You are two brothers from the UK living in Sweden. Did you move here together?
Rob: I came here first in 2012. I met a Swedish girl, who is still my girlfriend, in Thailand in 2009 and we had a distance relationship. She spent some time in Birmingham with me and then we gave Gothenburg a go. We love it here and really think this is our home for the long-term.
David: I was living in Melbourne, in Australia, and had been there for about four years and it got to the point where I was either going to stay there permanently or move back closer to home. I wanted to be nearer to my family, but wasn't really ready to move back to London, where I have lived for about seven years. I was originally looking at the obvious places in Europe that are good for my work, I work in digital. So, I was looking at Berlin, Copenhagen, but when I came to visit Rob in Gothenburg, I just straight away loved it. It has got all the things that you would want from a big city with nightlife, restaurants, bars and business, but has got that smaller and friendly side to it.
What did you know about Gothenburg and Sweden in general?
Rob: To be honest, I didn’t know much about Gothenburg. I knew it was a city in Sweden, but it wasn’t on my radar for places to possibly live. If I’m completely honest, if I hadn’t met my girlfriend, I would have visited Sweden probably for a long weekend in Stockholm. Now I find it amazing that I could have missed out on Gothenburg, because for me it’s a real gem of a city. It was all down to life, coincidences and chances. Now I’m here and got to know the country and this city in particular.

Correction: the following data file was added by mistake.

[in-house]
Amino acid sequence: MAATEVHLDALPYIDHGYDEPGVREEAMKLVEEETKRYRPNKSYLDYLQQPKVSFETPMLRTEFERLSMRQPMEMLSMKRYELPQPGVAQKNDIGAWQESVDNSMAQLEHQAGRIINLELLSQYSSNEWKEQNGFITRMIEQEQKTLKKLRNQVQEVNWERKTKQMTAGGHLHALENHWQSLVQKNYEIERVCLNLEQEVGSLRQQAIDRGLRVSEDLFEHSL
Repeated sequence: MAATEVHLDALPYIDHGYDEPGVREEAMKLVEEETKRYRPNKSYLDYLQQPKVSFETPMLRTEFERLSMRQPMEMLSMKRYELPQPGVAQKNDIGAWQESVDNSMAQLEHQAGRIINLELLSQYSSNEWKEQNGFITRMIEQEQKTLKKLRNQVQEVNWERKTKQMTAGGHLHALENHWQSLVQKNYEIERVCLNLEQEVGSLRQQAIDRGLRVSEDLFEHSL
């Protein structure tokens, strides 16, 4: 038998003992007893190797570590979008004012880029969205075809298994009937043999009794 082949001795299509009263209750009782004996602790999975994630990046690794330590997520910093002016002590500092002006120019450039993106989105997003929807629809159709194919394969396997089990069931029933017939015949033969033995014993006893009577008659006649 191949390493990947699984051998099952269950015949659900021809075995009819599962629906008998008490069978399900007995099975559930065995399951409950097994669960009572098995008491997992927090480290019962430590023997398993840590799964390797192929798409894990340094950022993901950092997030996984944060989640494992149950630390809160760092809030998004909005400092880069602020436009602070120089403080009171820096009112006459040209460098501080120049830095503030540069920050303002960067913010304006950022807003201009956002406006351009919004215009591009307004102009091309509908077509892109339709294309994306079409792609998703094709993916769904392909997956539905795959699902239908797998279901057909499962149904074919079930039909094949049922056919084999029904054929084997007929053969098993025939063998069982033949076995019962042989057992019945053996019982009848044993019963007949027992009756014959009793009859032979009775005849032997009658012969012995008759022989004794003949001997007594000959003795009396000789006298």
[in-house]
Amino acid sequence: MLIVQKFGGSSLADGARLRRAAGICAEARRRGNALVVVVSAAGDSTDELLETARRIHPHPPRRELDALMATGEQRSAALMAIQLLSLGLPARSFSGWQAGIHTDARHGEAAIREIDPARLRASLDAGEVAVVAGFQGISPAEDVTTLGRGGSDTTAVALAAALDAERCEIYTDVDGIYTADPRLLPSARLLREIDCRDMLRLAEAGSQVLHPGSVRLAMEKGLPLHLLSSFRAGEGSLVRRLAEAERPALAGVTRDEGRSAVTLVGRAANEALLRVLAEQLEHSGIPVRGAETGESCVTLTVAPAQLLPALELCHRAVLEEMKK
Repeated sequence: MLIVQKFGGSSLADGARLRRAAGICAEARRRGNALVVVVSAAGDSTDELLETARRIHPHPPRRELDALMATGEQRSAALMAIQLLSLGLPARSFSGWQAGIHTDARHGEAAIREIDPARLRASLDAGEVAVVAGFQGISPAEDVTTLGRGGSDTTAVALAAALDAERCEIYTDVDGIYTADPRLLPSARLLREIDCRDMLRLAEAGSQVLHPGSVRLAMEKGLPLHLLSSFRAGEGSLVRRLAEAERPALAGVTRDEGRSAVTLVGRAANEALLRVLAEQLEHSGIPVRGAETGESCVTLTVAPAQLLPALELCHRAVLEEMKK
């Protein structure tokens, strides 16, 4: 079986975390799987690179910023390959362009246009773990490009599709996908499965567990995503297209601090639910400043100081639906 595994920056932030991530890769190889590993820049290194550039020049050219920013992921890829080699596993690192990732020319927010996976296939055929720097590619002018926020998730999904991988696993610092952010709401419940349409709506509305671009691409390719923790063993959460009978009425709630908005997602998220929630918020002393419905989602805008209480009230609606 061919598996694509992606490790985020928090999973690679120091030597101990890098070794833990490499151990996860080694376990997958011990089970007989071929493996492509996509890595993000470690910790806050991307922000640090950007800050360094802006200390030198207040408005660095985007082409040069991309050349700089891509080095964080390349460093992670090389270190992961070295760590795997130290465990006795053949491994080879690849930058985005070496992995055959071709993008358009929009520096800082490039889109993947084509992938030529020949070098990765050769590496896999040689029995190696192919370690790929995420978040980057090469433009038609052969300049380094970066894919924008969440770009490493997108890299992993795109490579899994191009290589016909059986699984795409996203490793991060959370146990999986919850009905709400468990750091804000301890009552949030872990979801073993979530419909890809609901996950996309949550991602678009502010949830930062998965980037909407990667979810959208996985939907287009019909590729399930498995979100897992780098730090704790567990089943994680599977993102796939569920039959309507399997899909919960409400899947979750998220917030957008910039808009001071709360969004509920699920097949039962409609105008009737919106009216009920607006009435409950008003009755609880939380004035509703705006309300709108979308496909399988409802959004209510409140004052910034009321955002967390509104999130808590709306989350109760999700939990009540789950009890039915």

Gothenburg was recently named the world’s most sociable city? Did that surprise you?
Rob: Yeah, it was kind of surprising. The term in the study, “sociable”, was very broad. I think Gothenburg is an incredible cool and understated city. There has been this bright, global superstar in Stockholm that everyone knows and it does overshadow Gothenburg to a large extent. In my opinion that is responsible for making Gothenburg what it is and I think it actually benefits the city. It is incredibly creative and a much friendlier place compared to Stockholm. I don’t disrespect Stockholm, but I think it is quite commonly accepted the big cities, like London, have a lot going on for them and are really exciting, but you lose some friendliness with that many people living in close proximity. I think there is an interesting comparison about Australia, right David?